The Angel’s Greeting

The Angelus has origins dating from long ago: all the way back to the 12th century, with the recitation of the Hail Mary. And in every era, artists have tried their hands at representing the Annunciation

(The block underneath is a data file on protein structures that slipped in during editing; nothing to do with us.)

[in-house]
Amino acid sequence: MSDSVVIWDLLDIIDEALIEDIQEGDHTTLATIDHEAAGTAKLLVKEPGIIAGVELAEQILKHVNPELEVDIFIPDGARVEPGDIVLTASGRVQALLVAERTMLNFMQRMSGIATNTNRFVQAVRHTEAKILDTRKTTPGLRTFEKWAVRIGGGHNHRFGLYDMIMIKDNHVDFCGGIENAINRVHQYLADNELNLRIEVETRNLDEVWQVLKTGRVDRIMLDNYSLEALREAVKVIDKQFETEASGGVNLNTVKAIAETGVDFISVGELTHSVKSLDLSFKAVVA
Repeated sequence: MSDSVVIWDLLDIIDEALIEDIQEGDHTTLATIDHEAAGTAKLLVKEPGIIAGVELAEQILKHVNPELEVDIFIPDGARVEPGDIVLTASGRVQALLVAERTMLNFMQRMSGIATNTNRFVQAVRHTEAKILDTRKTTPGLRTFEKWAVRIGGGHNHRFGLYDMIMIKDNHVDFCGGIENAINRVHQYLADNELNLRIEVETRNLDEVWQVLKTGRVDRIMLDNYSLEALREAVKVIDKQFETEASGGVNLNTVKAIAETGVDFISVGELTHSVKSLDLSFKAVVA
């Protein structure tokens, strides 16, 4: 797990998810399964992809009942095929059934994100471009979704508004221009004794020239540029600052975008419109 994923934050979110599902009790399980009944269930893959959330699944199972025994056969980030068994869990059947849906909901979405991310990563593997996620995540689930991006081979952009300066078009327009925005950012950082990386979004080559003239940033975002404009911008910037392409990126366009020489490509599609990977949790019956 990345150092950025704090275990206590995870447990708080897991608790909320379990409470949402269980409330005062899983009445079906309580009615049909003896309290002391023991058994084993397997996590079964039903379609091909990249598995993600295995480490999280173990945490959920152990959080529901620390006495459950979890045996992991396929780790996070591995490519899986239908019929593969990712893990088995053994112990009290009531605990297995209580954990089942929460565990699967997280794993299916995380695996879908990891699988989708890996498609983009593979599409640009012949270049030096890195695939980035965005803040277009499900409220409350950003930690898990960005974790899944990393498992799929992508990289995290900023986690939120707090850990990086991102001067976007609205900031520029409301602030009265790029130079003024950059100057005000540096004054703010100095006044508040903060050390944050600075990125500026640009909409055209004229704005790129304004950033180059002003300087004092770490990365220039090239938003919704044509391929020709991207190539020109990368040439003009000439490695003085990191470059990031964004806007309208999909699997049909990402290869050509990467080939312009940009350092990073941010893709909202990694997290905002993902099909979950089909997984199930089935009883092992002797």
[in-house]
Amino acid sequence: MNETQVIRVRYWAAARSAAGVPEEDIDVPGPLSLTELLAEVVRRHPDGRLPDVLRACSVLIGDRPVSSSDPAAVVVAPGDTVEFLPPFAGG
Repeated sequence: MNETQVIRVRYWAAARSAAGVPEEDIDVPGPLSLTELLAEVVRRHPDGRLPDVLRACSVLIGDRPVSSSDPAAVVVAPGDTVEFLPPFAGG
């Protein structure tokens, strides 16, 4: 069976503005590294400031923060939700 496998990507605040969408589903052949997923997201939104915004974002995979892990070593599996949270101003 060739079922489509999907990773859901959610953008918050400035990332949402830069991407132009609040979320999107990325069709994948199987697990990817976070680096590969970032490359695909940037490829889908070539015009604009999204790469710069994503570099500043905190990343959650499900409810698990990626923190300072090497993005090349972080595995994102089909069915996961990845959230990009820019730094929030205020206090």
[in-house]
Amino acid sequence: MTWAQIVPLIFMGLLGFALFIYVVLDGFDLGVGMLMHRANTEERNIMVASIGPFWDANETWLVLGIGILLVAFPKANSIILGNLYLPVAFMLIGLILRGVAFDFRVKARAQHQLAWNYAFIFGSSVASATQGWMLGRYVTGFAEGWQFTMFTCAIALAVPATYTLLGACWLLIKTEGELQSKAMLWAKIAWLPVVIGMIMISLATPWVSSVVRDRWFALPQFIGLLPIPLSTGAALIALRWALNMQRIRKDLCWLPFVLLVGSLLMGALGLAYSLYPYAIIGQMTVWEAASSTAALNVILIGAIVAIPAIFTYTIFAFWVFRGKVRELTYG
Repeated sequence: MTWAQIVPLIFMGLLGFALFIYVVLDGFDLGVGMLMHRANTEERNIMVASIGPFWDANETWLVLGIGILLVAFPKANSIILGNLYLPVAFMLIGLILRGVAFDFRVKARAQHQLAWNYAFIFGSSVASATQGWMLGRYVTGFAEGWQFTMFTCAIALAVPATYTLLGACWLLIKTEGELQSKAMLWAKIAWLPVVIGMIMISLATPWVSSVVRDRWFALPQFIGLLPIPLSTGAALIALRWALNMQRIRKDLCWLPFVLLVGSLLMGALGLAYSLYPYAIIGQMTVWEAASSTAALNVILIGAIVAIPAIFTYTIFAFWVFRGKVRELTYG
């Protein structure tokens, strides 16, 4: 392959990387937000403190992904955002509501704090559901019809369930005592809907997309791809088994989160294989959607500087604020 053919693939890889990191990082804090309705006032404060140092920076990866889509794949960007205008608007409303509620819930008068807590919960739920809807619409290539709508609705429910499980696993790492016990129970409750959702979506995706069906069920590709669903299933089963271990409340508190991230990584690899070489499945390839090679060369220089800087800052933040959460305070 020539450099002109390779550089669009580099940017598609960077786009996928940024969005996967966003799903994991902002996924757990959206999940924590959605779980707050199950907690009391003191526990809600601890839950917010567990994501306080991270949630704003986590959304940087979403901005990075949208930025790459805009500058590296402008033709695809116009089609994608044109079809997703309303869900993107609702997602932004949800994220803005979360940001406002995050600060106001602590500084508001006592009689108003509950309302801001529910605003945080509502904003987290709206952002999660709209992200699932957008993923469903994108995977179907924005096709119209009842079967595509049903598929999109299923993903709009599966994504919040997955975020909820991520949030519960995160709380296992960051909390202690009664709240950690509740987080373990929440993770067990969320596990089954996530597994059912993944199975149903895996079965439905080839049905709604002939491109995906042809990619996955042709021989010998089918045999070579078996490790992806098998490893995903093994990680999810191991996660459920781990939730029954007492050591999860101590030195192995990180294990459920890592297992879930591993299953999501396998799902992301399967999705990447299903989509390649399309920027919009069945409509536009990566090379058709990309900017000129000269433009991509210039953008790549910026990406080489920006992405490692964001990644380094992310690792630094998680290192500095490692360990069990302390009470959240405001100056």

On March 25th, the Church makes memory of the Annunciation: an important pause to commemorate what suddenly happened in the history of mankind, in order that man could be changed profoundly and saved. The experience of education to the faith that characterizes us has contributed to our formation by having us recite a prayer that comes from long ago, even though the Angelus was crystallized into permanent form as we recite it today only around the first half of the sixteenth century. In the centuries before that, this term was applied to the moment of prayer specifically devoted to the daily recitation of the “angelic greeting,” the Hail Mary (a custom that seems to have spread in England before it took hold on the continent of Europe). The practice of reciting the Hail Mary three times in a row dates at least to the twelfth century, and St Anthony of Padua (1195-1231) strongly recommended it. This devout practice was a great favorite also of St Mechtilde of Helfta (1241-1298) in her Revelations, and St Bonaventure, in a chapter of the Order of the Friars Minor in 1269 proposed to recite these three Hail Marys in the evening after Compline, meditating on the mystery of Christ’s Incarnation, urging at the same time that the recitation be preceded always by the ringing of a bell so that the brothers and all the faithful around would know that it was time for the Hail Mary. As time passed, in the Christian lands, the practice was repeated first in the early morning, and then at midday. Testimonies on the noon recitation are found around 1413 in the land now known as Czechoslovakia and in 1423 in Cologne. Pope Sixtus IV, in 1475, was the first to endow the recitation of the Angelus at noon with an indulgence. This indulgence was confirmed and extended by Pope Leo X in 1517 to whoever recited it in the morning, at noon, and in the evening, and Pope Pius XI (1922-1939) seems to have been the last one to grant them. This is a moment of prayer, then, that has been marking off the day for centuries and that even saves Christianity in difficult moments, such as happened in Belgrade in 1456, when the Turks were carrying forward cruel invasions. The formula we know now appears for the first time–according to J. Fournée in his The History of the Angelus. The Angel’s Message to Mary (Lev, 1997)–in an office of the Blessed Virgin (Officium parvum BMV), printed in Rome during the time of Pope Pius V (1566-1572), and also in the Manuale catholicorum by the Jesuit St Peter Canisius, published in Antwerp in 1588. In our books of devotion, according to their date of publication, the Angelus bears the reference to Pope Benedict XIV (September 14, 1742) and Pope Leo XIII (March 15, 1884). The greatest artists have chosen to immortalize this moment: Mary is usually shown kneeling or seated and sometimes has a book in her hand or nearby. The tradition preferred in the West and known in the East only because of Western influence (see the sixteenth-century Mount Athos frescoes) likes to visualize Mary meditating on the Bible, and more precisely, according to the suppositions of the Fathers of the Church, on the passage by the prophet Isaiah (7:14): “Behold, a virgin will conceive…,” or reading a psalter, as reported in the Meditationes vitae Christi, a book dear to late medieval artists. Among the earliest works representing the Annunciation, we can cite the frescoes by Giotto (ca 1305 in the Arena Chapel in Padua) and the panel painting by Simone Martini (1333, Uffizi, Florence). And we should not omit Fra Angelico’s Annunciation in the Convent of San Marco in Florence (ca 1440), the one by Leonardo (ca1475, Uffizi), or The Angelus by Millet (1857-59, Louvre, Paris).